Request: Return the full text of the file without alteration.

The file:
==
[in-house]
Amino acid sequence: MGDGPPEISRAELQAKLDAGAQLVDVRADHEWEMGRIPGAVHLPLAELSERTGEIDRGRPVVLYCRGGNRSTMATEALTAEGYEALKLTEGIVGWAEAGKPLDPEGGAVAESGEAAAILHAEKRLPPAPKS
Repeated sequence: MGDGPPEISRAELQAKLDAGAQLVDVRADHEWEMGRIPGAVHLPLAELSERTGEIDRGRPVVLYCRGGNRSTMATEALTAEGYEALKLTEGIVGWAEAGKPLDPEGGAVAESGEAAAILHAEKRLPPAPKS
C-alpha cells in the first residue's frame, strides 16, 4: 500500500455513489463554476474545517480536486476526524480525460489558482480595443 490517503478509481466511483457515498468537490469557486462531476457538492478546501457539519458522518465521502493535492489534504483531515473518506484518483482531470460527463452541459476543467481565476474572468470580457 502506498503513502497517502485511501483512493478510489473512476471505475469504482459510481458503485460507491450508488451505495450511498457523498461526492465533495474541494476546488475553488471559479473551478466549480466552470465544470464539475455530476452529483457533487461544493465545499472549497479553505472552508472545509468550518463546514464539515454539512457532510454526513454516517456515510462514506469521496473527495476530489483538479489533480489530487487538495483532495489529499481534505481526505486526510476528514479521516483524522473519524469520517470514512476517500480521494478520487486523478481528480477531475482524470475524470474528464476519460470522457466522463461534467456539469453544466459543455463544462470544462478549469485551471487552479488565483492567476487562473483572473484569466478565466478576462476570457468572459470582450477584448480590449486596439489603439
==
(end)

[in-house]
Amino acid sequence: MGDGPPEISRAELQAKLDAGAQLVDVRADHEWEMGRIPGAVHLPLAELSERTGEIDRGRPVVLYCRGGNRSTMATEALTAEGYEALKLTEGIVGWAEAGKPLDPEGGAVAESGEAAAILHAEKRLPPAPKS
Repeated sequence: MGDGPPEISRAELQAKLDAGAQLVDVRADHEWEMGRIPGAVHLPLAELSERTGEIDRGRPVVLYCRGGNRSTMATEALTAEGYEALKLTEGIVGWAEAGKPLDPEGGAVAESGEAAAILHAEKRLPPAPKS
C-alpha cells in the first residue's frame, strides 16, 4: 500500500455513489463554476474545517480536486476526524480525460489558482480595443 490517503478509481466511483457515498468537490469557486462531476457538492478546501457539519458522518465521502493535492489534504483531515473518506484518483482531470460527463452541459476543467481565476474572468470580457 502506498503513502497517502485511501483512493478510489473512476471505475469504482459510481458503485460507491450508488451505495450511498457523498461526492465533495474541494476546488475553488471559479473551478466549480466552470465544470464539475455530476452529483457533487461544493465545499472549497479553505472552508472545509468550518463546514464539515454539512457532510454526513454516517456515510462514506469521496473527495476530489483538479489533480489530487487538495483532495489529499481534505481526505486526510476528514479521516483524522473519524469520517470514512476517500480521494478520487486523478481528480477531475482524470475524470474528464476519460470522457466522463461534467456539469453544466459543455463544462470544462478549469485551471487552479488565483492567476487562473483572473484569466478565466478576462476570457468572459470582450477584448480590449486596439489603439